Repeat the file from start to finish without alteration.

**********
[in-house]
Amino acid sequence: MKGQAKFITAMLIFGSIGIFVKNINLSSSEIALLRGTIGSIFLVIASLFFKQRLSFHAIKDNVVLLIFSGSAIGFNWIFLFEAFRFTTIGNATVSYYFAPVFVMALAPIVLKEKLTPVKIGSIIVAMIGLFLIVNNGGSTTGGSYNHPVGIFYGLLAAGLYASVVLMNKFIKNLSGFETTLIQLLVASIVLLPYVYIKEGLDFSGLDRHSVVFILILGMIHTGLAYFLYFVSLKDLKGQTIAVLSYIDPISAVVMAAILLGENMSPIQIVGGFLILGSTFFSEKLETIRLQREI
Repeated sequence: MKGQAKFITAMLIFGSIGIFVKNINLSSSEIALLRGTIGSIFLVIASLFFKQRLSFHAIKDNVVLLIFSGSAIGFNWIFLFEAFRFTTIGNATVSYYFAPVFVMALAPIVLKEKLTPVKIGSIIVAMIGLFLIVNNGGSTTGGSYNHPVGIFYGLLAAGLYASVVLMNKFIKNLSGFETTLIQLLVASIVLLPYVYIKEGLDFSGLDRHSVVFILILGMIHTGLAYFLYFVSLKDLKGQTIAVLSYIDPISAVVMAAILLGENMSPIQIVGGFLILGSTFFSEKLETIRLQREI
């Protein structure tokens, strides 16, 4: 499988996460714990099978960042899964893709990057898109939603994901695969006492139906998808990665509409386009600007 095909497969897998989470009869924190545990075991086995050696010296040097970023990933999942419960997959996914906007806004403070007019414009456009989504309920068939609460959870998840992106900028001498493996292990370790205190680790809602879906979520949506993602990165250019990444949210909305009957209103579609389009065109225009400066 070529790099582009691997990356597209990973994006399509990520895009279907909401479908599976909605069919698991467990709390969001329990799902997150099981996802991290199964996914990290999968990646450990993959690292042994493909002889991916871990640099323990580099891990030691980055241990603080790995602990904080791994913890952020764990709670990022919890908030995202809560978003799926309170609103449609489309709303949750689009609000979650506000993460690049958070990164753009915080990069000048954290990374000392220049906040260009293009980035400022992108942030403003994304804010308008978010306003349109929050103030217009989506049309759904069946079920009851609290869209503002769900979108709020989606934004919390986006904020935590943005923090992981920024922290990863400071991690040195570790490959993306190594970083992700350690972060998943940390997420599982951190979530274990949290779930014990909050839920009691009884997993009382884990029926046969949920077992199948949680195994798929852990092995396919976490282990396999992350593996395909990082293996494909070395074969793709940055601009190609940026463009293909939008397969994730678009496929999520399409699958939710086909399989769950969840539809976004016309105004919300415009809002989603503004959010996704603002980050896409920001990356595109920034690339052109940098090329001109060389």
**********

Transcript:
[in-house]
Amino acid sequence: MKGQAKFITAMLIFGSIGIFVKNINLSSSEIALLRGTIGSIFLVIASLFFKQRLSFHAIKDNVVLLIFSGSAIGFNWIFLFEAFRFTTIGNATVSYYFAPVFVMALAPIVLKEKLTPVKIGSIIVAMIGLFLIVNNGGSTTGGSYNHPVGIFYGLLAAGLYASVVLMNKFIKNLSGFETTLIQLLVASIVLLPYVYIKEGLDFSGLDRHSVVFILILGMIHTGLAYFLYFVSLKDLKGQTIAVLSYIDPISAVVMAAILLGENMSPIQIVGGFLILGSTFFSEKLETIRLQREI
Repeated sequence: MKGQAKFITAMLIFGSIGIFVKNINLSSSEIALLRGTIGSIFLVIASLFFKQRLSFHAIKDNVVLLIFSGSAIGFNWIFLFEAFRFTTIGNATVSYYFAPVFVMALAPIVLKEKLTPVKIGSIIVAMIGLFLIVNNGGSTTGGSYNHPVGIFYGLLAAGLYASVVLMNKFIKNLSGFETTLIQLLVASIVLLPYVYIKEGLDFSGLDRHSVVFILILGMIHTGLAYFLYFVSLKDLKGQTIAVLSYIDPISAVVMAAILLGENMSPIQIVGGFLILGSTFFSEKLETIRLQREI
């Protein structure tokens, strides 16, 4: 499988996460714990099978960042899964893709990057898109939603994901695969006492139906998808990665509409386009600007 095909497969897998989470009869924190545990075991086995050696010296040097970023990933999942419960997959996914906007806004403070007019414009456009989504309920068939609460959870998840992106900028001498493996292990370790205190680790809602879906979520949506993602990165250019990444949210909305009957209103579609389009065109225009400066 070529790099582009691997990356597209990973994006399509990520895009279907909401479908599976909605069919698991467990709390969001329990799902997150099981996802991290199964996914990290999968990646450990993959690292042994493909002889991916871990640099323990580099891990030691980055241990603080790995602990904080791994913890952020764990709670990022919890908030995202809560978003799926309170609103449609489309709303949750689009609000979650506000993460690049958070990164753009915080990069000048954290990374000392220049906040260009293009980035400022992108942030403003994304804010308008978010306003349109929050103030217009989506049309759904069946079920009851609290869209503002769900979108709020989606934004919390986006904020935590943005923090992981920024922290990863400071991690040195570790490959993306190594970083992700350690972060998943940390997420599982951190979530274990949290779930014990909050839920009691009884997993009382884990029926046969949920077992199948949680195994798929852990092995396919976490282990396999992350593996395909990082293996494909070395074969793709940055601009190609940026463009293909939008397969994730678009496929999520399409699958939710086909399989769950969840539809976004016309105004919300415009809002989603503004959010996704603002980050896409920001990356595109920034690339052109940098090329001109060389």